KING COUNTY, VIRGINIA — During a routine jaywalking incident, Lt. Kevin Ryan of the King County Police Department knew he needed to call in back up. While jaywalking is one of the lowest offenses one can commit, Lt. Ryan knew when he saw the suspect crossing the street outside a crosswalk that there was something to be feared about him.
“I couldn’t quite place it,” Ryan told us, “but I just knew that this man was extra dangerous, know what I mean? It was just…well, when you’re a trained cop like me, you can just look at people and tell if they’re more dangerous than others. You know there’s something about how they LOOK, that helps you tell RIGHT AWAY, they’re probably armed and just committed some crime or another.”
Ryan yelled at the man to stop when he’d reached the other side of the street. By the time Lt. Ryan was able to catch up to the jaywalker, his backup had arrived. Four squad cars each with two cops in them apiece roared onto the scene. Within moments, nine policemen were out of their cars, guns drawn. Lt. Ryan pointed his taser at the man.
“I ordered him to stop, which the suspect did,” Ryan said, “and then I asked him where the hell he was going in such a hurry that he didn’t need to use crosswalks like law abiding citizens do. He gave me some bullshit excuse about how he just wasn’t thinking, and then I saw his arm twitch ever so slightly, like it could have just been a nerve ending misfiring, but to me it seemed pretty obvious he was going to reach into his pants, produce a massive firearm, and start shooting us all.”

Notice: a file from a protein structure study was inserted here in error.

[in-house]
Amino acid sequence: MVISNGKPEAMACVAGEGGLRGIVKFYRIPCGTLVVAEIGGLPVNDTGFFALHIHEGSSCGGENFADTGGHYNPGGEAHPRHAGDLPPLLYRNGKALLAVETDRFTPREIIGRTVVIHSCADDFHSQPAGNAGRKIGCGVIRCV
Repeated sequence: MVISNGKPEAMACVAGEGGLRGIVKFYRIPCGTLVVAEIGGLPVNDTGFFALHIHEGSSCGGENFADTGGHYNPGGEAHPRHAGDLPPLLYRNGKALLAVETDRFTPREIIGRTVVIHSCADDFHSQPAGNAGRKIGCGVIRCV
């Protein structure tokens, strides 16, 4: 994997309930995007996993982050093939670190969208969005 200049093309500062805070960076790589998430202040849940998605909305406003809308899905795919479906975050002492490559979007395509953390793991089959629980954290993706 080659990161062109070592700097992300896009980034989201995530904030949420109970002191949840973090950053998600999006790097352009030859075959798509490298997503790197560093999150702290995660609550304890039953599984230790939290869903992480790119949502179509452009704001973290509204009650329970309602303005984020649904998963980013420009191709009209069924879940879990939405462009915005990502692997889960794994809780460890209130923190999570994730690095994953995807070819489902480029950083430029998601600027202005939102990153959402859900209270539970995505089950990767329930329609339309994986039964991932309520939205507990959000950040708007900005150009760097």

So Lt. Ryan fired his taser at the man who dropped to the ground. Writhing in the agony, the African American suspect begged to know what he’d done wrong. Ryan told him he didn’t like that he moved his arm after he’d been told to stand completely still and not even have a synapse fire in his brain.
“But sir, I didn’t mean to be a threat,” the man began, however by then the other officers and encircled him, and the beating had begun.
The alleged jaywalker was being pummeled by nightsticks and was being assailed by pepper spray when he cried out that all he should have gotten was a ticket. The police only intensified their blows.
“Did we ask you for your opinion,” one of Lt. Ryan’s fellow officers demanded, “we’re here to serve you a beating that protects our fragile egos. Who the hell told you that you have a right to due process, perp?!”
Just then, Lt. Ryan got an alert on his smartphone. He paused his beating just long enough to check it. Lt. Ryan showed the phone to his fellow officers. It was a tweet from the RPesident of the United States.
Two dozen NFL players continue to kneel during the National Anthem, showing total disrespect to our Flag & Country. No leadership in NFL!
— Donald J. Trump (@realDonaldTrump) October 23, 2017
“Oh God, you mean those spoiled, uppity nig…I mean entitled rich black athletes are still taking a knee,” another officer asked Ryan.
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Officer Ryan simply nodded his head solemnly. The police all stopped what they were doing to discuss the issue, while the suspect still rolled around on the ground in agony.
“You know, I gotta agree with the president on this,” Ryan said, “because it just makes no sense why they’d disrespect a piece of cloth and a song that’s like 150 years old or more. Doesn’t the flag have feelings? Doesn’t the song have feelings too?”
Another cop agreed and he turned to kick the suspect in the ribs.
“What are they even protesting, anyway,” Ryan asked, but no one responded because the beating had resumed and his question couldn’t be heard over the din of the beating.
Reached for comment, Attorney General Jeff Sessions said he’d have to get back to us because the story of an unarmed black man getting beat by cops made him “too turgid in the trousers” to “speak in dog whistle terms” and he might “accidentally let [his] hood slip.”